THE CIRCUMCISION REFERENCE LIBRARY
Male circumcision for prevention of heterosexual acquisition of HIV in men
Siegfried N, Muller M, Volmink J, Egger M, Low N, Weiss H, Walker S, Deeks J, Williamson P
Date of most recent substantive amendment: 3 July 2001
This protocol should be cited as: Siegfried N, Muller M, Volmink J, Egger M, Low N, Weiss H, Walker S, Deeks J, Williamson P. Male circumcision for prevention of heterosexual acquisition of HIV in men (Protocol for a Cochrane Review). In: The Cochrane Library, Issue 2, 2003. Oxford: Update Software
Male circumcision is defined as the surgical removal of all or part of the prepuce (foreskin) of the penis and may be practiced as part of a religious ritual usually conducted shortly after birth, as a medical procedure related to infections, injury or anomalies of the foreskin, or as part of a traditional ritual performed as an initiation into manhood (Horizons 00). For over a decade observational studies have pointed to an association between male circumcision and HIV infection in males. Most of these studies suggest a protective effect of male circumcision on HIV acquisition in men.
Five reviews (Moses 94; De Vincenzi 94; Moses 98; Van Howe 99; Weiss 00) and one meta-analysis (Weiss 00) of these observational studies have been published, reaching different conclusions on the association between circumcision and HIV infection. However, search strategies are not clearly described in all the reviews, several focused only on published studies and confounding was not always assessed adequately. The most rigorous is a systematic review and meta-analysis recently published by Weiss (Weiss 00), but this review was limited to published studies on HIV-1 infection in sub-Saharan Africa. Adjusted analyses produced a relative risk (RR) of 0.42 (95% CI: 0.34-0.54) for all studies combined (N=15) with a RR of 0.55 (95% CI: 0.42 - 0.72) for population-based cross-sectional studies (N=5) and a RR of 0.24 (95% CI: 0.18 - 0.31) for cross-sectional studies of high-risk groups (N=4). The authors conclude that there is compelling evidence that male circumcision is associated with a reduced risk of HIV infection in sub-Saharan Africa despite warning that residual confounding may exist in some studies due to behavioural or biological factors that are unknown or unmeasured.
Known sources of confounding identified by all the above reviews include sexual behaviour, penile hygiene and religion. Circumcision itself may be a proxy measure of the knowledge and behaviour learnt during the process of initiation during which time young men are taught about traditional sexual practices, including monogamy, and penile hygiene. A potential confounder that has not been measured in any study to date to our knowledge is the use of vaginal drying agents in female partners of the men. This practice is reportedly common in parts of Africa (Brown 93; Kun 98; Runganga 95) and may result in increased vaginal abrasions and micro-lacerations, possibly facilitating HIV transmission in both directions. Viral load is increasingly considered to be a crucial factor in HIV transmission (Quinn 00) and may be both an important confounder and an effect modifier. Misclassification of exposure is also an important source of bias given that some studies classify circumcision status by self-report rather than direct observation.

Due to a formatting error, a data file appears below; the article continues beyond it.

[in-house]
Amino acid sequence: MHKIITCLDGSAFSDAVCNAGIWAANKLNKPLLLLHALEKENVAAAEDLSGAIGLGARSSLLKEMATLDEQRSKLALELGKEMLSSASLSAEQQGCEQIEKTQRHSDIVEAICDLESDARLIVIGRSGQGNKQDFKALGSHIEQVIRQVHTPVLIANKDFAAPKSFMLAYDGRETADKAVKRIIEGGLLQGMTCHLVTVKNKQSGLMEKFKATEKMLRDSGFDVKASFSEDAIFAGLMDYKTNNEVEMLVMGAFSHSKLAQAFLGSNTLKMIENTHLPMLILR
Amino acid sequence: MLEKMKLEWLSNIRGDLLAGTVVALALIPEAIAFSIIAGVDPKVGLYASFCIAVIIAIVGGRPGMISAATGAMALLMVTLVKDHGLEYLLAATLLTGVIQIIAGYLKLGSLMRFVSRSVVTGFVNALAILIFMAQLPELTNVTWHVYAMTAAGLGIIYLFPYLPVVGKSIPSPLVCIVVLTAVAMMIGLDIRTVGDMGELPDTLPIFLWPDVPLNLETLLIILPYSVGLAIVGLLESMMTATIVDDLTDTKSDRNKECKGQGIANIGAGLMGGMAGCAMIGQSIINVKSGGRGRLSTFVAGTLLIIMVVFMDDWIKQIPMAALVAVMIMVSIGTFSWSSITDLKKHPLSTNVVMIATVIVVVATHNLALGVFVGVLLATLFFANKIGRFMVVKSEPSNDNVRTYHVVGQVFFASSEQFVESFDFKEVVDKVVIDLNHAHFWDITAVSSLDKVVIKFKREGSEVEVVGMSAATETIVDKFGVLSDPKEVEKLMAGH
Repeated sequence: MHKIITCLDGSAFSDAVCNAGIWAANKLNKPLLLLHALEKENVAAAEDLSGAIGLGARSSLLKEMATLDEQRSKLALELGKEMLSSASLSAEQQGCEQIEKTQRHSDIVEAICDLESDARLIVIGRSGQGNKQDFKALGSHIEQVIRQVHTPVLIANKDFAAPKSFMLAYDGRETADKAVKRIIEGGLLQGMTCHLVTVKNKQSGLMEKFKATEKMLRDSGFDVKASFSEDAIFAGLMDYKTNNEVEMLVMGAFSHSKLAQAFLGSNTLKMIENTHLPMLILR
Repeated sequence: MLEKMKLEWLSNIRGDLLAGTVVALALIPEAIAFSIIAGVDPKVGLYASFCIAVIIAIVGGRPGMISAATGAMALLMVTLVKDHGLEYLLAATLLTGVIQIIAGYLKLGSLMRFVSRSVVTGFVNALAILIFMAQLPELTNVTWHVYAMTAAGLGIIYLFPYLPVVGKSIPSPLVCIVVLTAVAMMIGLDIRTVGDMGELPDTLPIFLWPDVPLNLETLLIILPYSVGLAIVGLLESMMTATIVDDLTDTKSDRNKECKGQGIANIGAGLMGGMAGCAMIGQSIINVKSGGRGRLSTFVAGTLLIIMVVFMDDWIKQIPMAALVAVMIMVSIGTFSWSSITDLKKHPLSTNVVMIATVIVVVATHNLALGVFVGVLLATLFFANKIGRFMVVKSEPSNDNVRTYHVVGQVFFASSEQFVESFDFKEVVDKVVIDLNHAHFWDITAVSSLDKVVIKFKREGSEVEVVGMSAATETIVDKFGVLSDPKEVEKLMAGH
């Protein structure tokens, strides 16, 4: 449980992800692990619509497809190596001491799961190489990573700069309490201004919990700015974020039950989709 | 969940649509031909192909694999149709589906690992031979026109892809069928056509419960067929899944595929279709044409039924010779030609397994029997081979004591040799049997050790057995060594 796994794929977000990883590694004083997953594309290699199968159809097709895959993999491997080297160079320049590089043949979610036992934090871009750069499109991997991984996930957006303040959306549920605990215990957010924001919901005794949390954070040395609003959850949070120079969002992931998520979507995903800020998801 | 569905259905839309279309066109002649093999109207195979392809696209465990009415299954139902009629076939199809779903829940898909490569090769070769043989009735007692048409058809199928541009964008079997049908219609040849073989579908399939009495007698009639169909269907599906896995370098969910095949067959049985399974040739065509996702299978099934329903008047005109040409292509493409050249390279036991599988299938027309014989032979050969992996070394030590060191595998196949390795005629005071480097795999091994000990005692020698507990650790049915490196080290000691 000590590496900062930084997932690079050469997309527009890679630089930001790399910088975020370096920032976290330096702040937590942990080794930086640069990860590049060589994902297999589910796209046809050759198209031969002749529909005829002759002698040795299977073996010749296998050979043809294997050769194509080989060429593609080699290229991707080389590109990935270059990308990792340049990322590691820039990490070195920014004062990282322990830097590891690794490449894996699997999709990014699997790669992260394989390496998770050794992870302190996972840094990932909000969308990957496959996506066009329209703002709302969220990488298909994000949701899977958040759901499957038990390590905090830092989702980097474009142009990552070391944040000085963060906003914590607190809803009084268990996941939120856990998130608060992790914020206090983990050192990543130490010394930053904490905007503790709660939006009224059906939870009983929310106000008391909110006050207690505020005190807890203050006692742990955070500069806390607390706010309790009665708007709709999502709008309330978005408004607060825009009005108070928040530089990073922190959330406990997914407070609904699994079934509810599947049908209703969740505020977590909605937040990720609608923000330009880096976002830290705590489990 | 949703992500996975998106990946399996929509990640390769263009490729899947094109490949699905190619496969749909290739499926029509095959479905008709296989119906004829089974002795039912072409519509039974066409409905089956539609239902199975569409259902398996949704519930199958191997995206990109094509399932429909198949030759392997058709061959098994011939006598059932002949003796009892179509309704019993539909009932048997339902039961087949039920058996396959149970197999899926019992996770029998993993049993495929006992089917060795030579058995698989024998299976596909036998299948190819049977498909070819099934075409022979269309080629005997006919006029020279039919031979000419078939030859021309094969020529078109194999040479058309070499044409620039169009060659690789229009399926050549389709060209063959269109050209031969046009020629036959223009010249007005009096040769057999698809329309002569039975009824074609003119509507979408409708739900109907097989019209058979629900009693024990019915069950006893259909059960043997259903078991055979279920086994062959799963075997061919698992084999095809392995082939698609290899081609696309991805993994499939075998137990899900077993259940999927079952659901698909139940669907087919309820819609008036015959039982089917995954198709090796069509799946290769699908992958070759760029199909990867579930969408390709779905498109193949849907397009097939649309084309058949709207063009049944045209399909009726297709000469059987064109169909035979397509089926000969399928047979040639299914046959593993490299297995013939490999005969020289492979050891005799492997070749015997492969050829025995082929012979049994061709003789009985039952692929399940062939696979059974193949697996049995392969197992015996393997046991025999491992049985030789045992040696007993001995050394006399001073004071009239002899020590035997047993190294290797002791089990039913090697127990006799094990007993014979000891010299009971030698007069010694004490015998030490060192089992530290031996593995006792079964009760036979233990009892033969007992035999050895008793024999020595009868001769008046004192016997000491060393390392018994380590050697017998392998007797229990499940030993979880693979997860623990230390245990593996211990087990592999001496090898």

Biological theories to support the protective effect of circumcision on HIV exist. Researchers have noted that the inner aspect of the foreskin is well-supplied with Langerhans cells (Szabo 00) and that in vitro, HIV-1 demonstrates a specific tropism (attraction) for these cells (Soto-Ramirez 96), in particular the CD4 receptors (Hussain 95). CD4 and other HIV co-receptors have been shown to facilitate HIV entry into host cells, although this has yet to be demonstrated specifically for preputial Langerhans cells. According to this theory, circumcision would remove the potential entry site for HIV. However, not all Langerhans cells are removed during circumcision as even after the procedure, there is residual penile mucosa of the glans and there are also Langerhans cells in the penile shaft (Cold 99). In direct contradiction to the above theory, the inner prepuce contains apocrine glands which secrete lysozyme (Fleiss 98). Lysozyme reportedly kills HIV-1 in vitro (Lee-Huang 99), suggesting a protective effect of the foreskin. As the study of the immunological function of the prepuce is not well-developed (Cold 99), caution must be observed when assuming in vitro viral behaviour is equivalent in vivo.